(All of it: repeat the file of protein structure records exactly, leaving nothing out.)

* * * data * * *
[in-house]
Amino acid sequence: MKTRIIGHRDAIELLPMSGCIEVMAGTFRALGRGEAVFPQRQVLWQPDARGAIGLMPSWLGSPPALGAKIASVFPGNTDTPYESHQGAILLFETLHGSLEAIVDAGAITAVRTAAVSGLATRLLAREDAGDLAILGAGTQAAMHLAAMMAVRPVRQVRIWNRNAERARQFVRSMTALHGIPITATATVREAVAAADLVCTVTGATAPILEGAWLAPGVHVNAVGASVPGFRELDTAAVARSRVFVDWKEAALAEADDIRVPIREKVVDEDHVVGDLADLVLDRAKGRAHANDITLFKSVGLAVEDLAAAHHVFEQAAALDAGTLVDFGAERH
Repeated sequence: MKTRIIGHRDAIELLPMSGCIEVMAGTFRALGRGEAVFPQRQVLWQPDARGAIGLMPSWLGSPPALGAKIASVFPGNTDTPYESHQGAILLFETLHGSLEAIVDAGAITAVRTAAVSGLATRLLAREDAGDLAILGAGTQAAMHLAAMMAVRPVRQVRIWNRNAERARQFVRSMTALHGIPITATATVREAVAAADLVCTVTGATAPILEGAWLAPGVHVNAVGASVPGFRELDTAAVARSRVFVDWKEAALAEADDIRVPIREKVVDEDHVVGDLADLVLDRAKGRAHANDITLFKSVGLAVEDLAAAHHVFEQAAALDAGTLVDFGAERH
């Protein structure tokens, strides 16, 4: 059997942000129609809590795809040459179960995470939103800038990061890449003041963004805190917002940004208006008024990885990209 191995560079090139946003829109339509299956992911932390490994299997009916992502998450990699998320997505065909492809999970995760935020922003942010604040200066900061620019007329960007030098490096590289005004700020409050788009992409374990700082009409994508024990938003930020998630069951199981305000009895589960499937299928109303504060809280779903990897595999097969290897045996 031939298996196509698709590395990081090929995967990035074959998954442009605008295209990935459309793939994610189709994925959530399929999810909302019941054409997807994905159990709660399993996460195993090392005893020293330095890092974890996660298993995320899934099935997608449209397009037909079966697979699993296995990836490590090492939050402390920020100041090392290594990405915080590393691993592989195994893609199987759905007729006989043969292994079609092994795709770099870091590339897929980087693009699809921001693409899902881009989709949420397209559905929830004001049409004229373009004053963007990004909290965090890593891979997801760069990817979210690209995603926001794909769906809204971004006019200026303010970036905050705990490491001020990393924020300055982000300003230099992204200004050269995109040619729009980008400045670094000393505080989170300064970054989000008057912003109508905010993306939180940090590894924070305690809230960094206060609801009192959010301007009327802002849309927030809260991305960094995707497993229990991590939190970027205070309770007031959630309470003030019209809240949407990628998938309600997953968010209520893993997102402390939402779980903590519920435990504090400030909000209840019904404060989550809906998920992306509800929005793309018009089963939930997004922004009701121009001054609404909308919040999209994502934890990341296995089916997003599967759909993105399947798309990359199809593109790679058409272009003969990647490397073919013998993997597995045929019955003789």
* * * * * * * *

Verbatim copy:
[in-house]
Amino acid sequence: MKTRIIGHRDAIELLPMSGCIEVMAGTFRALGRGEAVFPQRQVLWQPDARGAIGLMPSWLGSPPALGAKIASVFPGNTDTPYESHQGAILLFETLHGSLEAIVDAGAITAVRTAAVSGLATRLLAREDAGDLAILGAGTQAAMHLAAMMAVRPVRQVRIWNRNAERARQFVRSMTALHGIPITATATVREAVAAADLVCTVTGATAPILEGAWLAPGVHVNAVGASVPGFRELDTAAVARSRVFVDWKEAALAEADDIRVPIREKVVDEDHVVGDLADLVLDRAKGRAHANDITLFKSVGLAVEDLAAAHHVFEQAAALDAGTLVDFGAERH
Repeated sequence: MKTRIIGHRDAIELLPMSGCIEVMAGTFRALGRGEAVFPQRQVLWQPDARGAIGLMPSWLGSPPALGAKIASVFPGNTDTPYESHQGAILLFETLHGSLEAIVDAGAITAVRTAAVSGLATRLLAREDAGDLAILGAGTQAAMHLAAMMAVRPVRQVRIWNRNAERARQFVRSMTALHGIPITATATVREAVAAADLVCTVTGATAPILEGAWLAPGVHVNAVGASVPGFRELDTAAVARSRVFVDWKEAALAEADDIRVPIREKVVDEDHVVGDLADLVLDRAKGRAHANDITLFKSVGLAVEDLAAAHHVFEQAAALDAGTLVDFGAERH
């Protein structure tokens, strides 16, 4: 059997942000129609809590795809040459179960995470939103800038990061890449003041963004805190917002940004208006008024990885990209 191995560079090139946003829109339509299956992911932390490994299997009916992502998450990699998320997505065909492809999970995760935020922003942010604040200066900061620019007329960007030098490096590289005004700020409050788009992409374990700082009409994508024990938003930020998630069951199981305000009895589960499937299928109303504060809280779903990897595999097969290897045996 031939298996196509698709590395990081090929995967990035074959998954442009605008295209990935459309793939994610189709994925959530399929999810909302019941054409997807994905159990709660399993996460195993090392005893020293330095890092974890996660298993995320899934099935997608449209397009037909079966697979699993296995990836490590090492939050402390920020100041090392290594990405915080590393691993592989195994893609199987759905007729006989043969292994079609092994795709770099870091590339897929980087693009699809921001693409899902881009989709949420397209559905929830004001049409004229373009004053963007990004909290965090890593891979997801760069990817979210690209995603926001794909769906809204971004006019200026303010970036905050705990490491001020990393924020300055982000300003230099992204200004050269995109040619729009980008400045670094000393505080989170300064970054989000008057912003109508905010993306939180940090590894924070305690809230960094206060609801009192959010301007009327802002849309927030809260991305960094995707497993229990991590939190970027205070309770007031959630309470003030019209809240949407990628998938309600997953968010209520893993997102402390939402779980903590519920435990504090400030909000209840019904404060989550809906998920992306509800929005793309018009089963939930997004922004009701121009001054609404909308919040999209994502934890990341296995089916997003599967759909993105399947798309990359199809593109790679058409272009003969990647490397073919013998993997597995045929019955003789």